2. The average American has huge debts.
3. “The focus on spending our way to prosperity denies much deeper underlying reasons for the recession, such as the laws that make relocating manufacturing jobs to Mexico attractive for business. Consumer confidence will not bring back the thousands of manufacturing jobs we’ve lost in the last ten years.”
Spending only brings short term economic gains. “More money was in circulation, which meant more jobs, and that meant more money, and that meant more jobs.” It was short term as people went into debt to buy stuff. Businesses, such as developers, borrowed money to build office complexes when there was no market for them.
“By trying to accelerate a recovery artificially, by going into debt on a government, business and personal level, we eventually lost economic efficiency, because a larger and larger percentage of our money has had to be siphoned off to pay interest on debt.”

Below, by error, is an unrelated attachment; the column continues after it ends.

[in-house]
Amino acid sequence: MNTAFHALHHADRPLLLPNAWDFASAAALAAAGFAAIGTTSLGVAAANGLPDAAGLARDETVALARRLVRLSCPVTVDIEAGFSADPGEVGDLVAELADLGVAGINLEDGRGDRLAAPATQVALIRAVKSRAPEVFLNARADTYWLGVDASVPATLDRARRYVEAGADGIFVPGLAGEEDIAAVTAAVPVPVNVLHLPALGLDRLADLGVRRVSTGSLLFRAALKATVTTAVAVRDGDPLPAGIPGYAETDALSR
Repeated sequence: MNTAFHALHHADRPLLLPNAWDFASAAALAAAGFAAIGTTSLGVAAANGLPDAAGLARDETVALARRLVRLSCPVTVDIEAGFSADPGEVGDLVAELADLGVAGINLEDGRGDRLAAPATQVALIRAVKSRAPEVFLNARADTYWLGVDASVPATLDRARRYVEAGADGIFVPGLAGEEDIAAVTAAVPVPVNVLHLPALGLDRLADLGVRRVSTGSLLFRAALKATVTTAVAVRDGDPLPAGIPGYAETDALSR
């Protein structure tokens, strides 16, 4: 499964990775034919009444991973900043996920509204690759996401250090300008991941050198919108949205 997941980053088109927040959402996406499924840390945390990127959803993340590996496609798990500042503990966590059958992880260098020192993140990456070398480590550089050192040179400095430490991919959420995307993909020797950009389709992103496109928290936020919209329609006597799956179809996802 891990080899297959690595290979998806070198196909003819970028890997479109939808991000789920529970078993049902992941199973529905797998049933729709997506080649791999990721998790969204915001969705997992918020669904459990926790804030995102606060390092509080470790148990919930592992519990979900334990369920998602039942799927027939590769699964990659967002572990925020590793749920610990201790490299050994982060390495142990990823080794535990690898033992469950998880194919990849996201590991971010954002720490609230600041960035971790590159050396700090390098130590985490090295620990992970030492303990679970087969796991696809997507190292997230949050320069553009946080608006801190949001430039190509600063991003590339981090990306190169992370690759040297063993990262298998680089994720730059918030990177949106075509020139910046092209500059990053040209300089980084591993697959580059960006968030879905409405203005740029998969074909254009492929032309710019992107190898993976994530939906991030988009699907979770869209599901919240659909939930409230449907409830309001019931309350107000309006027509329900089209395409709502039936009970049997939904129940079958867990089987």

Okay, I know, that was a lot of quoting Amy Dacyczyn but I felt this was one article that needed to be quoted. Can you see the similarities in what she was describing during the recession in the mid 1990’s to what we are going through now? Or should I have said what we are being told now?
I know of two people who lost their jobs in the last 10 days. I know of several people who are unemployed and they are struggling with finding work. It doesn’t help that they are over 50. I’m not sure what is going to happen over the next several weeks with all of the “work” that needs to be done in D.C. There is a great feeling of anxiety as we don’t know what to expect.
“So don’t rationalize spending because it’s good for the economy. And don’t feel guilty about being frugal because it’s bad for the economy. A healthy economy is made up of economically healthy citizens.”
PAGE 63 – CREDIT CARD THEORY
Amy started the article talking about how many families have a lot of credit card debt at high interest rates. On average these families are paying close to $450 annual in credit card interest. Again, this is back in 1995, but it still rings true today.